Shortly after I had passed the 20 mile mark I sent to my friend and to my wife, "20 miles done, now for the longest 10K evver!"  I also took a couple of picts for fun.
Off to the left of the trail.
The road ahead...

All was going more or less according to my plan, such as it was.  Then at mile 21, "Hello Wall, how are you today? Splendid. Do you mind if I curl up and die?"  OK, so I didn't die, but DAMN did my pace go to hell.  I was asked by a volunteer if I was OK and if I thought I could make it 4 times as I walked into that aide station.  I did manage to run into a couple of chuckle-heads that I knew.  The Mrs. and Number 1 showed up to cheer us on, and had guessed based on my estimations as to where we would be and managed to see both of us.  I got some more water and plugged on ahead.

It was all I could do to get moving again.  I was having a hard time getting the legs to want to make any movements that resembled a run.  I walked a bit more than I wanted at that point, but I kept moving forward.  At around mile 22, I was getting passed by one of the many Marathon Maniacs that were running this one, and I looked back over my shoulder and saw another runner that I had passed who was more gassed at mile 16 or so than I was, and another older guy who was also gassed gaining on me.  WELL, that was motivating.  I didn't want to finish with these guys, let alone behind them.  So I kicked the motor back on, and focused on breathing.  I got in to a two stride in, two stride out, rhythm that I could both feel and hear.  I churned out about 4 minutes of running and had to walk for a bit, but I was moving a good bit faster.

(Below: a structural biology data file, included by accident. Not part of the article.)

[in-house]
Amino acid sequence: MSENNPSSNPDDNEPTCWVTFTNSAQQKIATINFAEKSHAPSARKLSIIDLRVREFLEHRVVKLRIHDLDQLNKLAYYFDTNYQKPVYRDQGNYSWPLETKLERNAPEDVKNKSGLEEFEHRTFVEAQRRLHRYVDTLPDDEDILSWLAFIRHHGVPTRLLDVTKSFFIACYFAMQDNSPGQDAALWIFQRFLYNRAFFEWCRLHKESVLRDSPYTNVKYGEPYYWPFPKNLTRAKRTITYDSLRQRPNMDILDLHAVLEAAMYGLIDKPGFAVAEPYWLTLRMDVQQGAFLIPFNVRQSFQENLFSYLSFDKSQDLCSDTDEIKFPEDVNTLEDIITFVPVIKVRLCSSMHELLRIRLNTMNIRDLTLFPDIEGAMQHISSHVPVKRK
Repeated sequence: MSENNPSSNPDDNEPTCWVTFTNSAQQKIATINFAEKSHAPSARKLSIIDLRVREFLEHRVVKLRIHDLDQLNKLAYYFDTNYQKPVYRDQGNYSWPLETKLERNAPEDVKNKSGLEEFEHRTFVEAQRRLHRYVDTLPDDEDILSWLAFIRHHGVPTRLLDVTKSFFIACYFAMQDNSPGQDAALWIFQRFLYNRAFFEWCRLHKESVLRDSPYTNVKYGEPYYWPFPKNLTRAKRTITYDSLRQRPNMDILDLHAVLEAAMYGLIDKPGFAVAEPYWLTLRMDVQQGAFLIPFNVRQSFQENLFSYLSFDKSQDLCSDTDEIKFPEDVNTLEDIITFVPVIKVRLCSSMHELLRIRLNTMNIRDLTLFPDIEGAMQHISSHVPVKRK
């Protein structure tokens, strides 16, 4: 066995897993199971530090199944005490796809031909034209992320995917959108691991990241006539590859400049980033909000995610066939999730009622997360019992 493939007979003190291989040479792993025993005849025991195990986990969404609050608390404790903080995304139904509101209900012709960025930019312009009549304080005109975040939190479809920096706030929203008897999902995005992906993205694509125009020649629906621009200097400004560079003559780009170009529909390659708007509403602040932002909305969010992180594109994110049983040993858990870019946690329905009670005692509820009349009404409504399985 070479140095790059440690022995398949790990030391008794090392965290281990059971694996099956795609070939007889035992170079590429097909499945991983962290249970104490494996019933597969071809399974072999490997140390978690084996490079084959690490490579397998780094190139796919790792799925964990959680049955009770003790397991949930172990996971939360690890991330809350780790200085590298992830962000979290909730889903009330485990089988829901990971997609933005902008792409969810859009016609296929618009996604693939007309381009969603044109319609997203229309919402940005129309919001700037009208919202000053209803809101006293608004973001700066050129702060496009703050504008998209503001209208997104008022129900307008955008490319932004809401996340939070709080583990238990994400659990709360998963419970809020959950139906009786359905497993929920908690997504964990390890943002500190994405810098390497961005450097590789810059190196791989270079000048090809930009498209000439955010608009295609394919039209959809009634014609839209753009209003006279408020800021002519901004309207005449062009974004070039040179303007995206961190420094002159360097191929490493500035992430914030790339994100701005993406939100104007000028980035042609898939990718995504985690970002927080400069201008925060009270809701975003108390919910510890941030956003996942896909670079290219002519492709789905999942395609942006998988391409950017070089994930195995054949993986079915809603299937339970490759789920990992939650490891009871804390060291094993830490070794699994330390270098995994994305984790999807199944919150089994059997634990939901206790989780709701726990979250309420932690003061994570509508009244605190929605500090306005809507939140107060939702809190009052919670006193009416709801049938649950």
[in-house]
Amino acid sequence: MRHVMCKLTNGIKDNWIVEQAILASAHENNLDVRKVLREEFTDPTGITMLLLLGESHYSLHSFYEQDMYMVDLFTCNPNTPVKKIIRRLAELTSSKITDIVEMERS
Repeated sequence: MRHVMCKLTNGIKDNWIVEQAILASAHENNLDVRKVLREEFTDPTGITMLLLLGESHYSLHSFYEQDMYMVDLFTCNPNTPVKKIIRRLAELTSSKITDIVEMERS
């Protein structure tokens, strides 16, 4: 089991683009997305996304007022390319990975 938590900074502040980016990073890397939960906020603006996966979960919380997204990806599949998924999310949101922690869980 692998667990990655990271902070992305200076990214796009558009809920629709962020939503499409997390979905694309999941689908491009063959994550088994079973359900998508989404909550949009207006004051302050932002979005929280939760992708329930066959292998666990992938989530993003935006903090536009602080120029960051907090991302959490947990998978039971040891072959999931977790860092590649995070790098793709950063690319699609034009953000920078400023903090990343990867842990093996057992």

I chugged and puffed and walked my way along the Banks-Vernonia trail being passed by people ready to run that far, and keeping in front of the other guys.  As I got to mile 25 I could see the town of Banks.  I was close!  I started to chug my way into town, and got the directions to the main road as the trail ends at the edge of town.  I rounded the propane tank at the gas station and started to walk.  I knew that I was in that one mile left range and I wanted to finish running.  I walked for a couple-few blocks and when I saw some of the volunteers separate to man their corners to block traffic as I went past I started to shuffle up to running.  Also, I could see in the distance a "School Crossing" sign, and since all of Banks' schools are on the same block, that was my target.  As I passed the first young lady, she says, "Good job, only a mile to go."  I nod.  At the end of the block, the next young lady says, "Good job, only a mile to go."  I say, "Wait, one of you is lying to me." I don't stop, I am getting closer to the end.

As I get so close as to be able to read the board telling of the next weeks agenda for the school, a couple are walking out of the grounds and heading to their car.  I plead for them to tell me that I am close.  They assure me that I am, and congratulate me on getting there.  I get to the parking lot, and am told to "Follow the cones."  I make a left and the lovely lass who just 6.5 hours earlier was telling us what to look for at the start, was taking snapshots with a small camera and telling me that I only had to make ONE LAP around the track.  Let me just say right now, I apologize for the mean nasty ugly things I said to her in my head.

The end in sight, and there is the Mrs., SIL, and Number 1 cheering me into the stadium.  What do they see?
Almost FREAKIN' there!!
Down onto the track, and around in Lane 3.  I will admit that I had my eyes closed at a couple of points around that loop.
Backstretch, hat off.